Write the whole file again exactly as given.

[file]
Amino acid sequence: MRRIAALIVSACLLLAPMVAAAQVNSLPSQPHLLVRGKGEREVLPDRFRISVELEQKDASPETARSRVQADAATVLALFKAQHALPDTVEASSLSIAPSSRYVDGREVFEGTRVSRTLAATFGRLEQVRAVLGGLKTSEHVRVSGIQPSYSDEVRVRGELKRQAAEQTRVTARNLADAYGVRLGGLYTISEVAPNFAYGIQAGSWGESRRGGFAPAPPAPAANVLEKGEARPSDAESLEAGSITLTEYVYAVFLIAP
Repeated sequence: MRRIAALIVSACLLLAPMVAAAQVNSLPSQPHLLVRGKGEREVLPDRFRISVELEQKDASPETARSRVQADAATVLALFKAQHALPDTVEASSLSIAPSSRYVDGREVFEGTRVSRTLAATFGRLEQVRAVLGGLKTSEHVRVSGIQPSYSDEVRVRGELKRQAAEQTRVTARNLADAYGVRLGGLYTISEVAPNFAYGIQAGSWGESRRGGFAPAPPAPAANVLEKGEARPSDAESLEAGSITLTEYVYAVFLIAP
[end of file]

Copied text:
Amino acid sequence: MRRIAALIVSACLLLAPMVAAAQVNSLPSQPHLLVRGKGEREVLPDRFRISVELEQKDASPETARSRVQADAATVLALFKAQHALPDTVEASSLSIAPSSRYVDGREVFEGTRVSRTLAATFGRLEQVRAVLGGLKTSEHVRVSGIQPSYSDEVRVRGELKRQAAEQTRVTARNLADAYGVRLGGLYTISEVAPNFAYGIQAGSWGESRRGGFAPAPPAPAANVLEKGEARPSDAESLEAGSITLTEYVYAVFLIAP
Repeated sequence: MRRIAALIVSACLLLAPMVAAAQVNSLPSQPHLLVRGKGEREVLPDRFRISVELEQKDASPETARSRVQADAATVLALFKAQHALPDTVEASSLSIAPSSRYVDGREVFEGTRVSRTLAATFGRLEQVRAVLGGLKTSEHVRVSGIQPSYSDEVRVRGELKRQAAEQTRVTARNLADAYGVRLGGLYTISEVAPNFAYGIQAGSWGESRRGGFAPAPPAPAANVLEKGEARPSDAESLEAGSITLTEYVYAVFLIAP